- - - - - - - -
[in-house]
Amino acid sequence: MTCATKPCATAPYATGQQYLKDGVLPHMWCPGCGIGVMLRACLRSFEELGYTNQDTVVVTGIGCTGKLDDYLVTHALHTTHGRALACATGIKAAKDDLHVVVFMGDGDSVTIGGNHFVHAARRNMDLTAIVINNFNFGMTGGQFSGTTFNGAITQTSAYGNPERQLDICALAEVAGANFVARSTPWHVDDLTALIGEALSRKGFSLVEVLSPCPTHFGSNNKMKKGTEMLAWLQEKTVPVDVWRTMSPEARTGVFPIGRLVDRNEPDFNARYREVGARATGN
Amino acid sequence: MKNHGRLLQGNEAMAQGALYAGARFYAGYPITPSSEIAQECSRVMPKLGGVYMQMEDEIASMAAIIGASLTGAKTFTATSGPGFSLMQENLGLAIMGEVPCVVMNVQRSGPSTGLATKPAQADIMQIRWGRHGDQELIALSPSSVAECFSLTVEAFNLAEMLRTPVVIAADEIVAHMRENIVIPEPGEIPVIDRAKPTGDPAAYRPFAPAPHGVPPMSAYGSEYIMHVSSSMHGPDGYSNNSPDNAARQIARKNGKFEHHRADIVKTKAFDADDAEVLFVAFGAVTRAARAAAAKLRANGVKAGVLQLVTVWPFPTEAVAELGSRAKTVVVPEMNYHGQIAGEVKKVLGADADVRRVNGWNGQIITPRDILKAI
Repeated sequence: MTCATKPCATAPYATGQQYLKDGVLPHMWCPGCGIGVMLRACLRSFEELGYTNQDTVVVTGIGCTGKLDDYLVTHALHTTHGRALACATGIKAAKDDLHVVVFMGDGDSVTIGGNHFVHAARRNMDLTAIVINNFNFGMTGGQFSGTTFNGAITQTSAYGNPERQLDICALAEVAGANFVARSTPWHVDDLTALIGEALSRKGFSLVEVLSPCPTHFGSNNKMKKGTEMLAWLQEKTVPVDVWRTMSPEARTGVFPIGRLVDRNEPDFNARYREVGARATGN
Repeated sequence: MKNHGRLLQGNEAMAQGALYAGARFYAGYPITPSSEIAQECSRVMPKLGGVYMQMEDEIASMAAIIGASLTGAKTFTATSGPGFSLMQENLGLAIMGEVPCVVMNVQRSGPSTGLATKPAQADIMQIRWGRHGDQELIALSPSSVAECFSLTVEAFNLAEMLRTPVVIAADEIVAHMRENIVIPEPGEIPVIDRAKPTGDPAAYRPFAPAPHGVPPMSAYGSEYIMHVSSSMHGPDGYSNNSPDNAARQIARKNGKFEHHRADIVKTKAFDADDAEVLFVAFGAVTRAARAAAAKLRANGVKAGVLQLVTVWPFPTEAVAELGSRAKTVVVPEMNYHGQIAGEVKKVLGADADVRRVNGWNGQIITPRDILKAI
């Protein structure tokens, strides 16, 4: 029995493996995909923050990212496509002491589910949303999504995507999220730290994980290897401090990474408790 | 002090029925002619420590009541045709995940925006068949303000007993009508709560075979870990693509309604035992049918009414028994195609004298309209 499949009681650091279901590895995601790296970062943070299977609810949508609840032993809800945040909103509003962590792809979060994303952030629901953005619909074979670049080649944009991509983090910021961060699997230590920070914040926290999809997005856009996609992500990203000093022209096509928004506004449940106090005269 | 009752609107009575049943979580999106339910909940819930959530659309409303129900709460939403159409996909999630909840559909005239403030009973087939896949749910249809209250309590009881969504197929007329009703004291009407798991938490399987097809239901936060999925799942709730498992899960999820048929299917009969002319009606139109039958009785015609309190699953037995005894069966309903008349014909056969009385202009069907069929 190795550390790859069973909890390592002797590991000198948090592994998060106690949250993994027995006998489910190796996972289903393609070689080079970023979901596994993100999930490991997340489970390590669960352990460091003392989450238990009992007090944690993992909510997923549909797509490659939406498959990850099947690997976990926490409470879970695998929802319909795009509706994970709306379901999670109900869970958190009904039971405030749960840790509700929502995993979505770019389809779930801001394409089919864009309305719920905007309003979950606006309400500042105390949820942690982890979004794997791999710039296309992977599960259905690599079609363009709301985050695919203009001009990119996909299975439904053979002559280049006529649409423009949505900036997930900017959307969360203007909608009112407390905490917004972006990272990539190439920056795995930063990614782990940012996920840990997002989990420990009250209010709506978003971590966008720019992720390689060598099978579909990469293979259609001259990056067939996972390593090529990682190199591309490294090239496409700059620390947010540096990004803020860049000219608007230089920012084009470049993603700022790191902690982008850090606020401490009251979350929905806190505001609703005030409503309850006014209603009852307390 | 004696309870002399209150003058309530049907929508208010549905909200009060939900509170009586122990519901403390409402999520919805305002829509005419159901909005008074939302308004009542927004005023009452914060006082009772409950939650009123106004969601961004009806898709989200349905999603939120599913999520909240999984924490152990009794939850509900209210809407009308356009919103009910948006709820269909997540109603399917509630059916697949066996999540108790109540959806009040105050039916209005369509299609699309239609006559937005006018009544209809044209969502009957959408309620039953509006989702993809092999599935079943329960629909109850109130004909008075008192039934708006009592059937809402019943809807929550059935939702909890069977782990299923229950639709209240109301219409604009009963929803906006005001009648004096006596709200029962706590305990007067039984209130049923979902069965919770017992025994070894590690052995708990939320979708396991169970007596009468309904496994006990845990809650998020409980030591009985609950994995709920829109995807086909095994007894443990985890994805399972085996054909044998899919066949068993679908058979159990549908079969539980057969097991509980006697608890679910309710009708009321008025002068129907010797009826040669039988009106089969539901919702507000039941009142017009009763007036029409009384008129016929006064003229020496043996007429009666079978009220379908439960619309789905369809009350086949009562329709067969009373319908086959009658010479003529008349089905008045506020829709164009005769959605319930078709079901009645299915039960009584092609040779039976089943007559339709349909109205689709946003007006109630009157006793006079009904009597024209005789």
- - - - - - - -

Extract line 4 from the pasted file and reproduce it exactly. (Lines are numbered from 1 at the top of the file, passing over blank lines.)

Repeated sequence: MTCATKPCATAPYATGQQYLKDGVLPHMWCPGCGIGVMLRACLRSFEELGYTNQDTVVVTGIGCTGKLDDYLVTHALHTTHGRALACATGIKAAKDDLHVVVFMGDGDSVTIGGNHFVHAARRNMDLTAIVINNFNFGMTGGQFSGTTFNGAITQTSAYGNPERQLDICALAEVAGANFVARSTPWHVDDLTALIGEALSRKGFSLVEVLSPCPTHFGSNNKMKKGTEMLAWLQEKTVPVDVWRTMSPEARTGVFPIGRLVDRNEPDFNARYREVGARATGN